Rheumatological Conditions That Affect the Spine

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An Overview of Rheumatological Conditions that Affect the Spine

Spondyloarthopathies (spondylo=spine, arthros=joint, pathos= condition of)

Rheumatological conditions that affect the spine are due to autoimmune disorders that attack the musculoskeletal system. In a normal immune response, alien proteins such as those of bacterial or viral origin trigger the immune system to destroy the invading organism. In an autoimmune disorder, the immune system becomes confused and develops sensitivity to normal body proteins. When the immune response mistakenly identifies these normal host proteins as “foreign invaders”, inflammation, swelling, erosion of bone, joint and nerve destruction can occur. This is the basis of a spinal autoimmune disease.

Symptoms of Spinal Autoimmune Disease

With the exception of rheumatoid arthritis, many spinal autoimmune diseases start with sacroiliac joint (SI) involvement, the joints in the back of the pelvis. One of these diseases (ankylosing spondylitis) attacks the SI joint bilaterally (on both sides) but most of these disorders only cause unilateral (one-sided) SI joint injury.

The classic first symptoms are pain and stiffness in the morning that disappears with activity. Fatigue is also a common symptom of these rheumatologic conditions that affect the spine. Stiffness that disappears with exercise is very typical for spinal autoimmune diseases. Be forewarned that lumbar degenerative disc disease can also display similar symptoms.

Rheumatoid arthritis, psoriasis, ulcerative colitis, Crohns disease, Reiter’s syndrome, ankylosing spondylitis, lupus (SLE), myositis, polymyalgia rheumatica, and DISH (diffuse idiopathic skeletal hyperostosis) are some of the spondyloarthropathy diseases associated with spine pain and stiffness.

X-Ray Findings of Spondyloarthopathies

X-rays can demonstrate classic findings for these disorders. Syndesmophytes are bone spur formations that develop off the upper and lower edges of the vertebral bodies. They can be categorized as marginal or nonmarginal.

Marginal syndesmophytes are bone spurs that originate immediately out of the edge of the body and connect one vertebra to another thru the “margin” of the vertebra. Marginal syndesmophytes stay within the confines of the anterior and posterior longitudinal ligaments and are specific for ankylosing spondylitis. The spine develops the appearance of segmented bamboo so is called a “bamboo spine.” In the early stages, the normally “scooped” or curved front of the vertebra “fills in” with bone to become “square”.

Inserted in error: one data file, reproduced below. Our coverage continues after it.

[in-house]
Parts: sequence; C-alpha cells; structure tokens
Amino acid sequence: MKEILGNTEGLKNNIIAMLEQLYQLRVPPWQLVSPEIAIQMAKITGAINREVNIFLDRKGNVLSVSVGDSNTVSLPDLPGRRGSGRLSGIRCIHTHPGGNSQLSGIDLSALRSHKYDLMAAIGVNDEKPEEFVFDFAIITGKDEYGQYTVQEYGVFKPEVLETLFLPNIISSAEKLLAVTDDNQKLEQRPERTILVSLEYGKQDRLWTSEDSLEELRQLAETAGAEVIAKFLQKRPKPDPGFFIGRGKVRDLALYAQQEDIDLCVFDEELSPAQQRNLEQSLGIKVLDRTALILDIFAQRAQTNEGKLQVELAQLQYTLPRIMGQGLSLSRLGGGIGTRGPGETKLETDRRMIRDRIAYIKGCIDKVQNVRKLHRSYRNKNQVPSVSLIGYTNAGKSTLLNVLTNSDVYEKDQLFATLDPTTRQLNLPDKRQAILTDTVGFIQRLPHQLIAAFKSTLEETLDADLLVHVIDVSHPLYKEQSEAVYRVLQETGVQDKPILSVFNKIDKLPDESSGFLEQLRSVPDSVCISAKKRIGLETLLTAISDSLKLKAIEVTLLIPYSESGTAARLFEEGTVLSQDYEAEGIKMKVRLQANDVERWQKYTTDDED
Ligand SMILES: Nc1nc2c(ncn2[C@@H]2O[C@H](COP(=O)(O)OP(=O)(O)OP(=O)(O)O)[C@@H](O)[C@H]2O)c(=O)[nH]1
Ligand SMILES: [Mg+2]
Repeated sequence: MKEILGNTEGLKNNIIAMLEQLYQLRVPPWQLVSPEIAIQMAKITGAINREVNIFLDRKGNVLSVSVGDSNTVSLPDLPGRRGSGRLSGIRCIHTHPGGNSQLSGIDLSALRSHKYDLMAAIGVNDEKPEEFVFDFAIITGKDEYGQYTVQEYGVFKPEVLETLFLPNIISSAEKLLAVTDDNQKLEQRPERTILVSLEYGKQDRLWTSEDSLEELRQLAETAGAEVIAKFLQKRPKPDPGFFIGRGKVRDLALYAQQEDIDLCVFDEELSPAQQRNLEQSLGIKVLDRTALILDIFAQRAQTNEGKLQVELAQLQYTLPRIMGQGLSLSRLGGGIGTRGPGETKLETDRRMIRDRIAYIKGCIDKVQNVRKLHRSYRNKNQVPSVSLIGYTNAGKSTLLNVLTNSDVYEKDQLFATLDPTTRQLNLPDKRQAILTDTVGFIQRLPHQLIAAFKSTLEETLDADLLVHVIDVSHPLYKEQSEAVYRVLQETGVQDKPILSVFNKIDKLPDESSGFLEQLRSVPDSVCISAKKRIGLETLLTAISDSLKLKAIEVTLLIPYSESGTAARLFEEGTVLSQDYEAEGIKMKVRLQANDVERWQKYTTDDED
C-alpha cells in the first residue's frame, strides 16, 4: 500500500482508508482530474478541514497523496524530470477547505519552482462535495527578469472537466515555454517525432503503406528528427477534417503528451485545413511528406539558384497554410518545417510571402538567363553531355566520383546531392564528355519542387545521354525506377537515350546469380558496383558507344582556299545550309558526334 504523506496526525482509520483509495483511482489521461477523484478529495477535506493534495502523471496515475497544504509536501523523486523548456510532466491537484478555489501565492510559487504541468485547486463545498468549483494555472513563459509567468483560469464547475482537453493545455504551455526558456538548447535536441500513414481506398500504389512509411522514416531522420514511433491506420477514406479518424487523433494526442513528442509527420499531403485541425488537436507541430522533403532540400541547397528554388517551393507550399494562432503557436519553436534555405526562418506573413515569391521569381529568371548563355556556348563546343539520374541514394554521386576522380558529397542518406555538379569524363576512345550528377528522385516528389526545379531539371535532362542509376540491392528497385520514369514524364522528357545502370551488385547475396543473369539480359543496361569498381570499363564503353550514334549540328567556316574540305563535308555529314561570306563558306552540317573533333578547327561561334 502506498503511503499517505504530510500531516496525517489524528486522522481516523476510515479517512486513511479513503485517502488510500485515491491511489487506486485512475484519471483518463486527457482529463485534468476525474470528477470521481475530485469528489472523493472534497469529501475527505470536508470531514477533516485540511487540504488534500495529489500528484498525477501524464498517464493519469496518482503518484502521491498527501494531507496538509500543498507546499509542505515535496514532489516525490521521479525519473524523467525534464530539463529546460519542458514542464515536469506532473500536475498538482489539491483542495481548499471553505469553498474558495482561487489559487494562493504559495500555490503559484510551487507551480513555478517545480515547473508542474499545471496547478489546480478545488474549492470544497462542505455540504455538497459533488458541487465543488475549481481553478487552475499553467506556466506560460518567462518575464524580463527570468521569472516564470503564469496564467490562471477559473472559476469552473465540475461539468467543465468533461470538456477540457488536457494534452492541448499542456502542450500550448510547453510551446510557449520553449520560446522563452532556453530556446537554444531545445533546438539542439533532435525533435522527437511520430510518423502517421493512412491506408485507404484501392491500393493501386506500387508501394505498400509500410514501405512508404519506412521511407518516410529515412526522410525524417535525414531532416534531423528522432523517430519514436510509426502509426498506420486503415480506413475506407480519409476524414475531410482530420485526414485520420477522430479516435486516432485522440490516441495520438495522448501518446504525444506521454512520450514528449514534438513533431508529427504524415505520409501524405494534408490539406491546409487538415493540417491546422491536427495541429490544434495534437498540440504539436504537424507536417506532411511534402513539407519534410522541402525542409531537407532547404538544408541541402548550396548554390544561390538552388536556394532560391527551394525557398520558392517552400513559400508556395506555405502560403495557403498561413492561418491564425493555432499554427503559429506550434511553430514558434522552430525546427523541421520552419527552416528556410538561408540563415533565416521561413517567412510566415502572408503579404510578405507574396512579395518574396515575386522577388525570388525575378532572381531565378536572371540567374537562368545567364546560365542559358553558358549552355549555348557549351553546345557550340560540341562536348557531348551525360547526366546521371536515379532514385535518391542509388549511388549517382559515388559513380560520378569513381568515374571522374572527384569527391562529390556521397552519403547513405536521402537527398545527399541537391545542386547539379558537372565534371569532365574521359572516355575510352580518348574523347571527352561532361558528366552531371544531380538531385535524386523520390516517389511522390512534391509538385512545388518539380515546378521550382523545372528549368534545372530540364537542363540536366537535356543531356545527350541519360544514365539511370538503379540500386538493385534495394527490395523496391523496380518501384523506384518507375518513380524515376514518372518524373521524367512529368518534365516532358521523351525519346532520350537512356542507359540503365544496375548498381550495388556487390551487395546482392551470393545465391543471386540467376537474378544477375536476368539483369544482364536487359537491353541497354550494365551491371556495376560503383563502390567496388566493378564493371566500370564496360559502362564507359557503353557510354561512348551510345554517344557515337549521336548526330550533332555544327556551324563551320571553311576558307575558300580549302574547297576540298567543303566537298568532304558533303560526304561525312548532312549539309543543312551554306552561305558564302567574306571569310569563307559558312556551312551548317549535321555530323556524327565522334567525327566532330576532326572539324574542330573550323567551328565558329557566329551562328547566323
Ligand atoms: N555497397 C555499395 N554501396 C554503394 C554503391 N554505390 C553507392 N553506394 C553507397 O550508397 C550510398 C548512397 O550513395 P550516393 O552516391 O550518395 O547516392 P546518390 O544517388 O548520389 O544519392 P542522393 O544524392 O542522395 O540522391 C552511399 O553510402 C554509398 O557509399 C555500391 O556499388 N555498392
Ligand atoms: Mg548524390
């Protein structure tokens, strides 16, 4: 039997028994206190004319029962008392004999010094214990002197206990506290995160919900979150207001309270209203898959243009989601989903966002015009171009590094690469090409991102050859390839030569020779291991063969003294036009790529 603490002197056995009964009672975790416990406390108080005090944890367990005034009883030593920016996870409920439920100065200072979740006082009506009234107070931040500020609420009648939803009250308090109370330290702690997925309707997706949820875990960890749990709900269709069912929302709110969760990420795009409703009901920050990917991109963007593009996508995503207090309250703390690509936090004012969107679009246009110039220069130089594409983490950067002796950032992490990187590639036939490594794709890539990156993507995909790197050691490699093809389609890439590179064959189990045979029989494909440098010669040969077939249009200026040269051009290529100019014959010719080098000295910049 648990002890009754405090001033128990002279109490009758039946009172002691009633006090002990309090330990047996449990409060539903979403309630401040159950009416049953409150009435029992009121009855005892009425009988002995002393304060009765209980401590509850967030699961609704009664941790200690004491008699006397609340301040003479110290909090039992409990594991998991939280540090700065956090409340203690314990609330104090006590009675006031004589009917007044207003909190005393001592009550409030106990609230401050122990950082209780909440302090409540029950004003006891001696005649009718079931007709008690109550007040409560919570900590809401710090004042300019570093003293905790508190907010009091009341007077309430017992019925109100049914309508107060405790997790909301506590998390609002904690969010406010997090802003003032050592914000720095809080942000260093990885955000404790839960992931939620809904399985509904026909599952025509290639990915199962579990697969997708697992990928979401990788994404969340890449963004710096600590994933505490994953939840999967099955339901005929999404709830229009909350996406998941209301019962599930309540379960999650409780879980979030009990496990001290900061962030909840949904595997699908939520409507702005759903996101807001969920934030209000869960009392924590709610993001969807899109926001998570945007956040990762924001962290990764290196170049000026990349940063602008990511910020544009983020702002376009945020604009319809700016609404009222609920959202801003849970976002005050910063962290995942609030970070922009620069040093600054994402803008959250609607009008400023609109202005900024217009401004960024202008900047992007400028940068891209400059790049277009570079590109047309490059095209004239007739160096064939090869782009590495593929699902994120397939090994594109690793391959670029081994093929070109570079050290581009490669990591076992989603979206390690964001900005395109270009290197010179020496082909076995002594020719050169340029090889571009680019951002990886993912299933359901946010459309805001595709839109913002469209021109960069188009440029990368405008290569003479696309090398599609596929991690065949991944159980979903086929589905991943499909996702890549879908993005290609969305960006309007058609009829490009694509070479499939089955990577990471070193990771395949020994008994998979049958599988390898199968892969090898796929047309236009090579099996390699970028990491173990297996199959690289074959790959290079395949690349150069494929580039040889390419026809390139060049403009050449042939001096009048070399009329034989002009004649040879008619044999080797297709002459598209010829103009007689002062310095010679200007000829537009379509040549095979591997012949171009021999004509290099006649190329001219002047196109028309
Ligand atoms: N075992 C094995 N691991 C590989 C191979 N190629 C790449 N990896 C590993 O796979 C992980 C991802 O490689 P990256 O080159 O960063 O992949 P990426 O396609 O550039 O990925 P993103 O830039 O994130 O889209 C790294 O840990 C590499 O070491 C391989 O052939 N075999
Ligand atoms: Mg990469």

Nonmarginal syndesmophytes appear as large spurs or “parrot beak” spurs and grow out of the corners of the vertebra. These spurs normally occur with spine involvement in psoriasis, ulcerative colitis, Crohns disease, Reiter’s Syndrome, and DISH.

Sacroiliac joints are the first joints to be involved with many of these disorders (except DISH). By using X-ray only, involvement of these joints can be difficult to diagnose. The edges of the joints may become blurred and occasionally the joint fuses and “disappears” on X-ray. Again, if the sacroiliac joint is involved, bilateral involvement characterizes ankylosing spondylitis and unilateral involvement covers most of the other inflammatory disorders. The MRI is the most sensitive scan to determine if the sacroiliac joint is inflamed.

Ankylosing spondylitis. Arrows point to marginal osteophytes. This is a bamboo spine

Non marginal syndesmophytes. Arrows point the these parrot beak spurs

Unilateral sacroiliac fusion. This CT scan notes the fusion (arrow).

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(Please keep reading below for more information on this condition.)

Rheumatoid Arthritis (RA)

It is estimated that 1–2% of the world’s population has rheumatoid arthritis. This disease attacks the synovium lining of diarthrodial joints. Diarthrodial joints are the common joints we all think of such as the shoulder or knee. The facets in the spine are diarthrodial joints and there are more of these joints in the spine than all the other joints in the body. The junction of C1 and C2 at the base of the neck is also a diarthrodial joint.